The Sect received heavy fanzine promotion before and during its release in Italy, but the theatrical demand for these titles has disappeared almost entirely by the time it hit the U.S. from Republic Pictures on VHS and laserdisc after a tiny handful of theatrical screenings under the drab title of The Devil's Daughter, sporting artwork of Curtis cradling a giant snake. A mildly letterboxed Japanese VHS release was better than the cropped, muddy-looking Republic release, but even that didn't really do justice to the film's delicate visuals. In 2002, the film made its DVD debut from Italian label Cecci Gori, but it turned out to be a disappointment as well with a truly ugly, harsh transfer that suffered from grimy black levels, a processed texture over the image, significant image loss on all four sides, and some truly wacky color timing with overcranked orange levels that resulted in sickly tangerine skin tones. At least that release includes the Italian theatrical trailers for this film and The Church. An interlaced 2016 Japanese Blu-ray upgrade didn't exactly set the world on fire either, though it did feature a better rendition than what we'd had before.
The best of the lot by far is the UK Blu-ray release from Shameless, with a simultaneous DVD edition sporting completely different cover art. (A U.S. release from Code Red is slated for sometime in 2017, though no details about the presentation or extras have been announced.) The transfer features a new 2K scan from the original negative, featuring the English-language opening and closing titles (including that wince-worthy "and whit" at the end). The film is easily the most visually peculiar of the Soavi cycle with a soft, hazy, vaguely druggy sheen to it that's proven very challenging to transfer to the small screen before. This one looks much more natural and visually pleasing with that troublesome orange toned way down; basically it looks about as good as you'd imagine for a 1991 Italian production and makes for a significant upgrade, with the most visible image info visible on the sides as well. Contrary to the "PAL" designation on the back of the sleeve, the film is presented at its correct original film speed. The feature was intended to be released in English with Curtis and Lom providing their own voices (and everyone else dubbed, though the actors spoke English on the set), but that stereo mix is one of the weakest of its generation with a flat, muddy soundtrack seriously dampening the music and causing the dialogue to sound utterly bland and disaffected. That English track is here as an LPCM stereo option, but the big surprise here is the DTS-HD MA Italian 5.1 track (with optional yellow English subtitles). It's a vastly superior track in every possible way; the dialogue is more dynamic and beautifully recorded, sound effects are crisp and effective, and the music now has much more presence and range. It really gives the film some much-needed punch and makes for a far more enjoyable viewing option.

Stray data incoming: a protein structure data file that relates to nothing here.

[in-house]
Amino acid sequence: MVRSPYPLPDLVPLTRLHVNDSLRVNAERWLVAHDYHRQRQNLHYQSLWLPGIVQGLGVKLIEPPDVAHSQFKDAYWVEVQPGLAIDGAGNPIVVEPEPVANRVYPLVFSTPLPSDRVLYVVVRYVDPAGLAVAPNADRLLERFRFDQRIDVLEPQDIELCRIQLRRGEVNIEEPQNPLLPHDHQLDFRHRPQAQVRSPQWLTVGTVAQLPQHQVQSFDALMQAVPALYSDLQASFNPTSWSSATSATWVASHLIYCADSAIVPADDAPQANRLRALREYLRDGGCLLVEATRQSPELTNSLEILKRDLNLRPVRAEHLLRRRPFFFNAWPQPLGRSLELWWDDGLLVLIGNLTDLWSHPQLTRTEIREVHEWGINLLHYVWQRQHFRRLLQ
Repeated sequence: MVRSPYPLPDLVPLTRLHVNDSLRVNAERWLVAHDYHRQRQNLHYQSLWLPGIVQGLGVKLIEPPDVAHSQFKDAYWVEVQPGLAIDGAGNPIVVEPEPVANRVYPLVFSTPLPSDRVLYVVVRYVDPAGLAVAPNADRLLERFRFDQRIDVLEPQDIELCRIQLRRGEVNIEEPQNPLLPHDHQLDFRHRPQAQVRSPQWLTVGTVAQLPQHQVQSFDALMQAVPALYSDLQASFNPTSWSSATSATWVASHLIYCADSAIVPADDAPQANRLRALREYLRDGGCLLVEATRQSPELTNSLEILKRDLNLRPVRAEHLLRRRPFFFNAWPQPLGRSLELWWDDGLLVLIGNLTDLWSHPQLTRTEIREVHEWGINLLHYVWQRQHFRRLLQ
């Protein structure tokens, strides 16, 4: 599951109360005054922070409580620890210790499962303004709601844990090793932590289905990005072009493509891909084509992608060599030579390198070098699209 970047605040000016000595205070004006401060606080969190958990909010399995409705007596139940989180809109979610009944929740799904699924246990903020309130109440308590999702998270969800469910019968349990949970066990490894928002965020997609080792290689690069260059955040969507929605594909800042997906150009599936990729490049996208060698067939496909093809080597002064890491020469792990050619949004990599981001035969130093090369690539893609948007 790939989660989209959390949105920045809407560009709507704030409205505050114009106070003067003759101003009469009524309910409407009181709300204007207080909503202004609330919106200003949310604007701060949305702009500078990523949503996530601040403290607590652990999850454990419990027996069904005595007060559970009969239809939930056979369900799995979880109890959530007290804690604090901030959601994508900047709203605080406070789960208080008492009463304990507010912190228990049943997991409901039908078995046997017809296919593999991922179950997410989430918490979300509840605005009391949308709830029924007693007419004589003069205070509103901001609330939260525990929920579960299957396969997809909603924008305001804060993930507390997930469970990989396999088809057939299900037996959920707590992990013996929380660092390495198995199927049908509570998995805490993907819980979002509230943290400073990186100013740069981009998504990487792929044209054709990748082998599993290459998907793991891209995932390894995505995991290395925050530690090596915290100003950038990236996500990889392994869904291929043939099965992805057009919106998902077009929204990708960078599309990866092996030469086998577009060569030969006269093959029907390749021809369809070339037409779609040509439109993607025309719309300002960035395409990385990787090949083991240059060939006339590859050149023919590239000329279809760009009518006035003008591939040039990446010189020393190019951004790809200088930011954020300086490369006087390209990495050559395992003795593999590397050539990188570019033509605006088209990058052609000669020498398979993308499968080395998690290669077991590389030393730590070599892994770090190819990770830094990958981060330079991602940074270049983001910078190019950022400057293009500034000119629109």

The main new extra here is "Beauty and Terror," a 29-minute interview with Soavi from the same session as his interview featured on The Church. He starts off chatting about working with Lucio Fulci and Joe D'Amato before shifting to a look at how this film came about, including anecdotes about the inspiration of catacombs at his own house and the process of casting Kelly Curtis. His story about wrangling that giant demon bird is fun, too, and he reveals which images and story points were contributed by Argento. Also included are bonus promos for The Church, Dellamorte Dellamore, and Four Flies on Grey Velvet.